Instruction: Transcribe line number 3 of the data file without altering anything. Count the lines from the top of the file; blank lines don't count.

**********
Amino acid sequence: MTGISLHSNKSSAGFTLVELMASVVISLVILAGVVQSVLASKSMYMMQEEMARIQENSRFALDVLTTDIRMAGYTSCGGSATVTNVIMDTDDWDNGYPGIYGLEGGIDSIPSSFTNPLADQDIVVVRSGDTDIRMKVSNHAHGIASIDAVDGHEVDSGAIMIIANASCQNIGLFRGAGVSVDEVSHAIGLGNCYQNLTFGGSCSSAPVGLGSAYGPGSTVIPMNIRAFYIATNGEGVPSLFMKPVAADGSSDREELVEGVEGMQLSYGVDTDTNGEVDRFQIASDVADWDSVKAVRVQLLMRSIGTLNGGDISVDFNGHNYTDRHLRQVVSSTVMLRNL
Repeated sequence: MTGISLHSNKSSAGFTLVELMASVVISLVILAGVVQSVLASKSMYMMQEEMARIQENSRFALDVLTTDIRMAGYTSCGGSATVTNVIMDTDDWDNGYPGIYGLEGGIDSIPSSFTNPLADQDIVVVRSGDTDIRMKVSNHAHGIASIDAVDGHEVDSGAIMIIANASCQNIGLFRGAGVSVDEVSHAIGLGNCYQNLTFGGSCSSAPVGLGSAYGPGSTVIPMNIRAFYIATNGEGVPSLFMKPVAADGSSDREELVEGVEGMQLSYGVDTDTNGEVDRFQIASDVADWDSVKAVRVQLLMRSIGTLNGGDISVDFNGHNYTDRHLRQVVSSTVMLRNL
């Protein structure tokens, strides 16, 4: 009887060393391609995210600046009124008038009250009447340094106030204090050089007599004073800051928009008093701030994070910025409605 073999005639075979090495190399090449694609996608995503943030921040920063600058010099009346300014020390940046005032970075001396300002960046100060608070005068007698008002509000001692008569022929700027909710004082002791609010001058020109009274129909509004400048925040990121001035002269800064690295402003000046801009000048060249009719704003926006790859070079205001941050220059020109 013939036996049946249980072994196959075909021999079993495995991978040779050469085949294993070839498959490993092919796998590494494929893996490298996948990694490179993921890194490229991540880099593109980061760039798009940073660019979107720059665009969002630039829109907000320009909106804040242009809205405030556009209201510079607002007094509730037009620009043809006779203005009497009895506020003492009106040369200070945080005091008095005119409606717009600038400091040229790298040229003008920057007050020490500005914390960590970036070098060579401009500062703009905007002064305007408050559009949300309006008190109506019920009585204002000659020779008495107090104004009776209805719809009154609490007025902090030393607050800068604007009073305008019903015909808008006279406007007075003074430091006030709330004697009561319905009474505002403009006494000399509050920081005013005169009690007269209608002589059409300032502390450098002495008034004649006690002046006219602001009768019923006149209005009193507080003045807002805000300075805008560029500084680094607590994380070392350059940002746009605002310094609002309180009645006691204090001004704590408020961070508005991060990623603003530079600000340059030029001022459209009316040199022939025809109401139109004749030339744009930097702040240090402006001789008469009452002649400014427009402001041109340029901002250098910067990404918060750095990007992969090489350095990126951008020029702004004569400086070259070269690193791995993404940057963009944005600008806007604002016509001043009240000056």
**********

């Protein structure tokens, strides 16, 4: 009887060393391609995210600046009124008038009250009447340094106030204090050089007599004073800051928009008093701030994070910025409605 073999005639075979090495190399090449694609996608995503943030921040920063600058010099009346300014020390940046005032970075001396300002960046100060608070005068007698008002509000001692008569022929700027909710004082002791609010001058020109009274129909509004400048925040990121001035002269800064690295402003000046801009000048060249009719704003926006790859070079205001941050220059020109 013939036996049946249980072994196959075909021999079993495995991978040779050469085949294993070839498959490993092919796998590494494929893996490298996948990694490179993921890194490229991540880099593109980061760039798009940073660019979107720059665009969002630039829109907000320009909106804040242009809205405030556009209201510079607002007094509730037009620009043809006779203005009497009895506020003492009106040369200070945080005091008095005119409606717009600038400091040229790298040229003008920057007050020490500005914390960590970036070098060579401009500062703009905007002064305007408050559009949300309006008190109506019920009585204002000659020779008495107090104004009776209805719809009154609490007025902090030393607050800068604007009073305008019903015909808008006279406007007075003074430091006030709330004697009561319905009474505002403009006494000399509050920081005013005169009690007269209608002589059409300032502390450098002495008034004649006690002046006219602001009768019923006149209005009193507080003045807002805000300075805008560029500084680094607590994380070392350059940002746009605002310094609002309180009645006691204090001004704590408020961070508005991060990623603003530079600000340059030029001022459209009316040199022939025809109401139109004749030339744009930097702040240090402006001789008469009452002649400014427009402001041109340029901002250098910067990404918060750095990007992969090489350095990126951008020029702004004569400086070259070269690193791995993404940057963009944005600008806007604002016509001043009240000056």